|Publication number||US5076590 A|
|Application number||US 07/617,752|
|Publication date||Dec 31, 1991|
|Filing date||Nov 26, 1990|
|Priority date||Nov 26, 1990|
|Publication number||07617752, 617752, US 5076590 A, US 5076590A, US-A-5076590, US5076590 A, US5076590A|
|Inventors||Bruce M. Steinetz, Paul J. Sirocky|
|Original Assignee||The United States Of America, As Represented By The Administrator Of The National Aeronautics And Space Administration|
|Export Citation||BiBTeX, EndNote, RefMan|
|Patent Citations (14), Referenced by (54), Classifications (13), Legal Events (7)|
|External Links: USPTO, USPTO Assignment, Espacenet|
The invention described herein was made by an employee of the United States Government, together with a contractor employee, performing work under a NASA contract and is subject to the provisions of Section 305 of the National Aeronautics and Space Act of 1958, Public Law 85-568 (72 Statute 435; 42 USC 2457).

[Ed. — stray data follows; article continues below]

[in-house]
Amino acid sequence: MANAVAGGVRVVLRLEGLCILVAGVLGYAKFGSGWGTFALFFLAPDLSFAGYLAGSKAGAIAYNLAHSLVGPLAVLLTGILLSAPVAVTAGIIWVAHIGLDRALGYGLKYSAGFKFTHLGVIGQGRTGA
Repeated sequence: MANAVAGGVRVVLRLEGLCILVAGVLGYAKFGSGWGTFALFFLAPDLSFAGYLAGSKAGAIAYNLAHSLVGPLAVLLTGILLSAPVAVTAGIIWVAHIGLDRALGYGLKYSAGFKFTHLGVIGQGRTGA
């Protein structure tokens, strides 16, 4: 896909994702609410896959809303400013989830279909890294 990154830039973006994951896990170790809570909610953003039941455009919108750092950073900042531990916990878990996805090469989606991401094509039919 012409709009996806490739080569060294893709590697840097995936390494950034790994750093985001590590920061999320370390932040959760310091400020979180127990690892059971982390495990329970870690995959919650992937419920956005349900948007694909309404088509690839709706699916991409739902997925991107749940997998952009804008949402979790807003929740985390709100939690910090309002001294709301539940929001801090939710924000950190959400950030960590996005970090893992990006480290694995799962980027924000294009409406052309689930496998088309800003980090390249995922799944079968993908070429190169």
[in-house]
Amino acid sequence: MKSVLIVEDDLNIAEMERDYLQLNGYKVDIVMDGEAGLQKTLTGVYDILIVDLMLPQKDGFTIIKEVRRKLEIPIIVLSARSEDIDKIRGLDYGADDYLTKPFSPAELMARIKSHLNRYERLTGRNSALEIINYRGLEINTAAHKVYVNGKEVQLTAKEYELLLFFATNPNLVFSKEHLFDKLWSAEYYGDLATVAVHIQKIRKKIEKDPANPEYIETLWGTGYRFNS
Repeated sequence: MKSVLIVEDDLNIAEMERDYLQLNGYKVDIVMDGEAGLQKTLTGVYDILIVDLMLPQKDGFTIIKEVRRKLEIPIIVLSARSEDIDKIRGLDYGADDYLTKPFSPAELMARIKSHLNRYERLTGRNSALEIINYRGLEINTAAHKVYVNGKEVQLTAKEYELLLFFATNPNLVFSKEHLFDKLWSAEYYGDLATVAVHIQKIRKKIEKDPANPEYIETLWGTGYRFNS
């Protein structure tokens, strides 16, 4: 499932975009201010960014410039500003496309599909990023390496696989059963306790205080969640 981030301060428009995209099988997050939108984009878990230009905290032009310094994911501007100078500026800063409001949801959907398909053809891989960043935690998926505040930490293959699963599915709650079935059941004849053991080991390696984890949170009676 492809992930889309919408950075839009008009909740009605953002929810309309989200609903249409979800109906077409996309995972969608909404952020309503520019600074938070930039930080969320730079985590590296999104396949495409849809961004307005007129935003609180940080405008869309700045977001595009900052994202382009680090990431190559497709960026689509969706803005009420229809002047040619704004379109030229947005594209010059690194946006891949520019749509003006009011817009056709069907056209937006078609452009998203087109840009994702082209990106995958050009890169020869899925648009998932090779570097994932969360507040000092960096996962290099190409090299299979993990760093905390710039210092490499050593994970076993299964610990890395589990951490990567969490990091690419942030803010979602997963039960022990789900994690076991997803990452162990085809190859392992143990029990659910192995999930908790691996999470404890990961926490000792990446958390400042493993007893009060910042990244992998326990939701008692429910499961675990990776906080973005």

This invention is concerned with an improved flexible thermal barrier seal for operation at high temperatures. The invention is particularly concerned with sealing gaps between movable engine panels and their adjacent engine sidewalls, typical of advanced ramjet-scramjet engines, as well as two-dimensional turbojet exhaust nozzles.
Gaps caused by pressure and thermal loads on the weight-minimized relatively compliant engine sidewalls of these hypersonic engines may be as much as 0.25 inch, which requires a very compliant (serpentine) seal to conform with the sidewall deformations. Complicating the seal's function is the requirement to articulate the engine panel and seal, wiping the seal over bowed engine sidewalls while the engine is operating. Articulation of the engine panel is required to optimize engine and vehicle performance.